Landing : Athabascau University

M Koole

Program Administrator & Instructional Media Analyst, Centre for Distance Education Staff

Latest comments

  • Hi all,

    Based on my research in which I interviewed approximately 19 graduate students, "imposter syndrome" is fairly common, but to varying degrees. It also seems to come and go. In other words, it seem pretty normal to question one's abilities from time to time.



    M Koole June 16, 2013 - 8:37am

  • Hi Anne-Marie,

    Do you mean these articles:

    According to Ivie & Ephraim (2009), “the imposter syndrome is a psychological construct defined as believing that one does not really belong in a field because of lack of true ability” (p.  25). Graduate students suffer from this syndrome more frequently than you might think. Understanding it can help it ease. Visit the Landing to see comments, references, and further reading.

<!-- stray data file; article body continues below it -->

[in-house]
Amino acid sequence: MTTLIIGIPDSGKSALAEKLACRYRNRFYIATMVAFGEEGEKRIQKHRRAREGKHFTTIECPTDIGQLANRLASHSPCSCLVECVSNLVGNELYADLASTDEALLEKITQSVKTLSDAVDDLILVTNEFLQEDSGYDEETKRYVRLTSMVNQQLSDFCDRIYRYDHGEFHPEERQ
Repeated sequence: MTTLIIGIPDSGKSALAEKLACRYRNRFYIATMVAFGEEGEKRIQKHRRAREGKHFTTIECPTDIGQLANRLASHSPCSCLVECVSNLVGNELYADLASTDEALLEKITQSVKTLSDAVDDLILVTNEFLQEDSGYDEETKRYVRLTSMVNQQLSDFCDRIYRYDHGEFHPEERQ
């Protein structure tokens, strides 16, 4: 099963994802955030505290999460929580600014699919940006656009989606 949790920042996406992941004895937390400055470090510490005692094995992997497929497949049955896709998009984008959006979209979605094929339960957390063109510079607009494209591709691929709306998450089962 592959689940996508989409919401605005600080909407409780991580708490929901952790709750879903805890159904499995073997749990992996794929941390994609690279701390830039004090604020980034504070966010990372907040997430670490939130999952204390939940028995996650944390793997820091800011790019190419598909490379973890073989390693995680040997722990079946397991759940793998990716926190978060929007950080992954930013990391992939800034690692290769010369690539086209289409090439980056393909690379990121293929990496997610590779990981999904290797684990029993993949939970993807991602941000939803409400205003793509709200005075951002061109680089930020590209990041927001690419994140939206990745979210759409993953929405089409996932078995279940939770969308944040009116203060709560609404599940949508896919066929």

Ivie, R., & Ephraim, A. (n.d.). Mentoring and the imposter syndrome in astronomy graduate students. In A. Kinney, D. Khachadourian, P. Millar, & C. Hartman (Eds.), Meeting the challenges of an increasingly diverse workforce: Women in astronomy and space science (pp. 25–33). Adelphi, MD: University of Maryland University College. Retrieved from

    Gardner, S. & Karri, H. (2011). Those invisible barriers are real: The progression of first generation students through doctoral education. Equity & Excellence in Education, 44(1), 77-92. Retrieved from

    Or, other ones? (The references might only be visible if you're logged in . . . I'll have to check the settings here.)



    M Koole June 16, 2013 - 8:32am

  • Is it possible to post a link to the original article?  Thanks, 


    Anne-Marie Rolfe June 16, 2013 - 7:00am